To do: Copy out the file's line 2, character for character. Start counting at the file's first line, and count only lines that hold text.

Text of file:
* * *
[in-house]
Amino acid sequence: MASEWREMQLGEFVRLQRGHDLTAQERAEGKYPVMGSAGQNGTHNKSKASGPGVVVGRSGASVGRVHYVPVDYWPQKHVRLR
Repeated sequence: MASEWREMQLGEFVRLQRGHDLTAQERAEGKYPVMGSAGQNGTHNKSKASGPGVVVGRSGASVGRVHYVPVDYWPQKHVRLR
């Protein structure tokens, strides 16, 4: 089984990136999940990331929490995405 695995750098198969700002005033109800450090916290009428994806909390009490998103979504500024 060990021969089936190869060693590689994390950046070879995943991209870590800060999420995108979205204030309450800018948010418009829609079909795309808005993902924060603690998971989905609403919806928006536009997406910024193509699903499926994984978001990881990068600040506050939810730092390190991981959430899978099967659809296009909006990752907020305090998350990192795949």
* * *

Amino acid sequence: MASEWREMQLGEFVRLQRGHDLTAQERAEGKYPVMGSAGQNGTHNKSKASGPGVVVGRSGASVGRVHYVPVDYWPQKHVRLR